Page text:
Cloud computing's IT relief valve

More enterprises that move to cloud computing do so to augment rather than replace their existing IT

Most systems that deal with heat, water, and steam have a relief valve. This mechanism can release steam or liquid to deal with an overload in the system, typically to prevent pressure from getting too high. This relief is needed to keep the system from failing altogether.

In the world of IT, we have a similar need.

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From time to time, the compute and storage demands exceed the capacity of the system, and we either have to add capacity (at high cost) that will sit idle most of the time or refuse the applications requiring the resources. The latter is typically not an option. So how can we release the pressure on our infrastructure, keep costs under control, and satisfy all application processing demands as well?

At the Cloud Connect conference last week, Neal Sample, vice president of architecture at eBay, gave a great talk on how eBay uses cloud computing to augment its existing capacity. In essence, eBay uses a public cloud to provide on-demand compute and storage resources as needed, thereby handling spikes in processing without requiring eBay to maintain idle hardware and software.

This is the elastic nature of cloud computing: the ability to allocate and deallocate resources as needed. However, in the context of a hybrid cloud architecture, it becomes even more compelling because it lets IT leverage the hardware and software that's already paid for while avoiding the purchase of additional hardware and software. Instead, IT turns to the public cloud for on-demand capacity requirements.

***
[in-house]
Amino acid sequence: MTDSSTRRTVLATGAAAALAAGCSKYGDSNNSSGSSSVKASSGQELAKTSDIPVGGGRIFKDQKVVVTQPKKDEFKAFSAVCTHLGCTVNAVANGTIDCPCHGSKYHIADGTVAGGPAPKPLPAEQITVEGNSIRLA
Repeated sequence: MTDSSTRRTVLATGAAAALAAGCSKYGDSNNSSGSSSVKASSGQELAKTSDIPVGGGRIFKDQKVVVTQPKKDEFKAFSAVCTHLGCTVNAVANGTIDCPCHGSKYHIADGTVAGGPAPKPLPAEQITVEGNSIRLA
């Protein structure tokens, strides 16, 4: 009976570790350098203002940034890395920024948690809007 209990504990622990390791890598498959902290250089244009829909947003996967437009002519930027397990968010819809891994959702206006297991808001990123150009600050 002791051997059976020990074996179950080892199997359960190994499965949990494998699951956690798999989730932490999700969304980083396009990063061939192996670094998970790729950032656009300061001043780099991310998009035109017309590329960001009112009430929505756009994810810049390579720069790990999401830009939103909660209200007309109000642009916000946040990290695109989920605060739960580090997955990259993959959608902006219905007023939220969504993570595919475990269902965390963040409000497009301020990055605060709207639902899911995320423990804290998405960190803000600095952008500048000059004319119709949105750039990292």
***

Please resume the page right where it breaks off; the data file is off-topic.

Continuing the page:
This is a killer application for cloud computing: using a rented infrastructure to deal with spikes in processing requirements. Indeed, as Sample put it, the cost of the public clouds eBay uses could be four times what the company is now paying, and eBay still would save a great deal of money.

This augmentation approach is successful if the following are also true:

  • It is an augmentation strategy rather than a replacement strategy. Most enterprises will not toss away their existing hardware, software, and data centers to move to the cloud, as those dollars are already spent. Advising a "dump the data center for the cloud" strategy is a sure way to become a job seeker.
  • IT remains in control. It's all about retaining control of processing and data, while outsourcing to the clouds for occasional needs.
  • The costs are easily justified, considering both the benefits and the alternatives. In other words, if the cloud costs more than having idle capacity or if the prep time needed to access the on-demand cloud is too high, think again.

Do you have your relief valve installed?

This article, "Cloud computing's IT relief valve," originally appeared at Read more of David Linthicum's Cloud Computing blog and track the latest developments in cloud computing at For the latest business technology news, follow on Twitter.